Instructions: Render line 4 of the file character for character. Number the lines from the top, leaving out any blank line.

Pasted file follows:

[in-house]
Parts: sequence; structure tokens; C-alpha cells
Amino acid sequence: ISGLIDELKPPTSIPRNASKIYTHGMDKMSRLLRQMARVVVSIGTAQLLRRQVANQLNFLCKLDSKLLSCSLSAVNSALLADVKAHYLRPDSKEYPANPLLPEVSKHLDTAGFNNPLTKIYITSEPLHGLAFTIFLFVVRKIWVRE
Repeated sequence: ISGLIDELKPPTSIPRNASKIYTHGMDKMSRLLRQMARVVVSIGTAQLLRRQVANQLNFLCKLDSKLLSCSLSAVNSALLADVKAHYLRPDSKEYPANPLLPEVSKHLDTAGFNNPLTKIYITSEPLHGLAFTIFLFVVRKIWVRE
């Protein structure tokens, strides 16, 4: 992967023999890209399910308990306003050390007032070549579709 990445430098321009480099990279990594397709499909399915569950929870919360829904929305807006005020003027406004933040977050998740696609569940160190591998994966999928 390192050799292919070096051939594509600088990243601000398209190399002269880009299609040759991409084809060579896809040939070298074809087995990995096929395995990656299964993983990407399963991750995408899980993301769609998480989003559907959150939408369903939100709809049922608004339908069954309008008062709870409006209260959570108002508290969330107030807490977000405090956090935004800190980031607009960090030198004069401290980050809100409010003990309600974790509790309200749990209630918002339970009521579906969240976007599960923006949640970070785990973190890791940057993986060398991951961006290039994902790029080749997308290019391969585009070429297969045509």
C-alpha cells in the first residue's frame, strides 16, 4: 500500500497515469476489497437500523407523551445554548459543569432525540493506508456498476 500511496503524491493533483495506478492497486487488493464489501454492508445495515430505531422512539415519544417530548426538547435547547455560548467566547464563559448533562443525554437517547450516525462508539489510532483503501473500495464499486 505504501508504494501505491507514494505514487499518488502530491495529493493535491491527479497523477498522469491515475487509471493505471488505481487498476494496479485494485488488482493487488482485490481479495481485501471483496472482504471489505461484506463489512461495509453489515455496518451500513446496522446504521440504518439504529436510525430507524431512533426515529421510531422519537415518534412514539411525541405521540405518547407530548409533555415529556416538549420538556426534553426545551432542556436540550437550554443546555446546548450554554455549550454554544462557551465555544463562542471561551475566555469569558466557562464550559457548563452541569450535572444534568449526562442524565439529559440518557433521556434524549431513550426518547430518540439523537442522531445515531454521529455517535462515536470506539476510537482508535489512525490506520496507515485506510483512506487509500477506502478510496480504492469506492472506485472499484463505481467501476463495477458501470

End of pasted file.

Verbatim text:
Repeated sequence: ISGLIDELKPPTSIPRNASKIYTHGMDKMSRLLRQMARVVVSIGTAQLLRRQVANQLNFLCKLDSKLLSCSLSAVNSALLADVKAHYLRPDSKEYPANPLLPEVSKHLDTAGFNNPLTKIYITSEPLHGLAFTIFLFVVRKIWVRE